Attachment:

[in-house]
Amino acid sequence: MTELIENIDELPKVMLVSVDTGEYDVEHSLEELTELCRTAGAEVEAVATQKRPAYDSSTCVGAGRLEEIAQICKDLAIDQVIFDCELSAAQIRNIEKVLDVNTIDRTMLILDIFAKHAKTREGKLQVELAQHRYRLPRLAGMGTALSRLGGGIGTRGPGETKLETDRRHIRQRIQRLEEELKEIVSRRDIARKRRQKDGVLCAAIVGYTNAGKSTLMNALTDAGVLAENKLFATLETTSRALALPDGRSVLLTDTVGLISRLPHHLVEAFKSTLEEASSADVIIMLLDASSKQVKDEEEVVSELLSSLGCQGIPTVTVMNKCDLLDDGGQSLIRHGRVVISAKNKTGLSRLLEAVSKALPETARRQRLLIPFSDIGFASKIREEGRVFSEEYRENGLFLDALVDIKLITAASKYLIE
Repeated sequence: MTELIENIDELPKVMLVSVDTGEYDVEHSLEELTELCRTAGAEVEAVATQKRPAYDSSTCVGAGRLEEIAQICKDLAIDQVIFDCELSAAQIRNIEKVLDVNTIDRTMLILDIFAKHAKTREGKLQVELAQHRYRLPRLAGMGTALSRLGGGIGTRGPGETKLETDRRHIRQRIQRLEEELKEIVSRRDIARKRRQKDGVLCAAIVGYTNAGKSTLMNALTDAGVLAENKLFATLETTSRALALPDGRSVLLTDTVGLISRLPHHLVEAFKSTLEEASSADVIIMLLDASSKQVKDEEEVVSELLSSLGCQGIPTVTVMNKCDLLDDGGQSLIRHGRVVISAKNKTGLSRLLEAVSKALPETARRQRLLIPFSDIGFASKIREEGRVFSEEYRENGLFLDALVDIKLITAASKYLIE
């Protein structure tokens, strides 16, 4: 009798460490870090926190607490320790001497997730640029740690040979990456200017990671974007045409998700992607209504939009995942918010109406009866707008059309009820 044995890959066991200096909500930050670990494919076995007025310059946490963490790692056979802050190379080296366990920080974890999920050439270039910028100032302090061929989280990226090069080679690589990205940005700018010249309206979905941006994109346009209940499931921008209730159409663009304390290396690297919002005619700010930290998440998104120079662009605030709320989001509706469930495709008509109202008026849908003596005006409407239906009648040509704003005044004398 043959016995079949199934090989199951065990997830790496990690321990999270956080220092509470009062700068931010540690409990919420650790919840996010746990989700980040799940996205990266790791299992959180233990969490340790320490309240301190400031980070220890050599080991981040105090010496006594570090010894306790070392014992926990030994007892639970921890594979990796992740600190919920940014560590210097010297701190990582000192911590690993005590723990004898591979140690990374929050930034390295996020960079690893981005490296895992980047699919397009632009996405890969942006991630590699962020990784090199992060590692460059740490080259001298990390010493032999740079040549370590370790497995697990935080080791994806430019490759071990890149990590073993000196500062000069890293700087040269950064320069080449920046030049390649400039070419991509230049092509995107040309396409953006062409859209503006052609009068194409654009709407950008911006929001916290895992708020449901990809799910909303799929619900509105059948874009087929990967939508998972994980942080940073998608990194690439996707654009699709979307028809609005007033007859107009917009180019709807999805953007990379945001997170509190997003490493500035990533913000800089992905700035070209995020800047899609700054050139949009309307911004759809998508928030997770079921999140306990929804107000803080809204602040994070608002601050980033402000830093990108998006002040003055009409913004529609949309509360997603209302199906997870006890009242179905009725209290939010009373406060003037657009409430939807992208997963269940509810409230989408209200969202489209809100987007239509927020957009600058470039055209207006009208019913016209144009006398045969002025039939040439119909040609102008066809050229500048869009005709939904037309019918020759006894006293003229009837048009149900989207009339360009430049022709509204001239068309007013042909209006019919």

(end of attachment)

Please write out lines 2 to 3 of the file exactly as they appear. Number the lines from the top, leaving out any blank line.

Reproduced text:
Amino acid sequence: MTELIENIDELPKVMLVSVDTGEYDVEHSLEELTELCRTAGAEVEAVATQKRPAYDSSTCVGAGRLEEIAQICKDLAIDQVIFDCELSAAQIRNIEKVLDVNTIDRTMLILDIFAKHAKTREGKLQVELAQHRYRLPRLAGMGTALSRLGGGIGTRGPGETKLETDRRHIRQRIQRLEEELKEIVSRRDIARKRRQKDGVLCAAIVGYTNAGKSTLMNALTDAGVLAENKLFATLETTSRALALPDGRSVLLTDTVGLISRLPHHLVEAFKSTLEEASSADVIIMLLDASSKQVKDEEEVVSELLSSLGCQGIPTVTVMNKCDLLDDGGQSLIRHGRVVISAKNKTGLSRLLEAVSKALPETARRQRLLIPFSDIGFASKIREEGRVFSEEYRENGLFLDALVDIKLITAASKYLIE
Repeated sequence: MTELIENIDELPKVMLVSVDTGEYDVEHSLEELTELCRTAGAEVEAVATQKRPAYDSSTCVGAGRLEEIAQICKDLAIDQVIFDCELSAAQIRNIEKVLDVNTIDRTMLILDIFAKHAKTREGKLQVELAQHRYRLPRLAGMGTALSRLGGGIGTRGPGETKLETDRRHIRQRIQRLEEELKEIVSRRDIARKRRQKDGVLCAAIVGYTNAGKSTLMNALTDAGVLAENKLFATLETTSRALALPDGRSVLLTDTVGLISRLPHHLVEAFKSTLEEASSADVIIMLLDASSKQVKDEEEVVSELLSSLGCQGIPTVTVMNKCDLLDDGGQSLIRHGRVVISAKNKTGLSRLLEAVSKALPETARRQRLLIPFSDIGFASKIREEGRVFSEEYRENGLFLDALVDIKLITAASKYLIE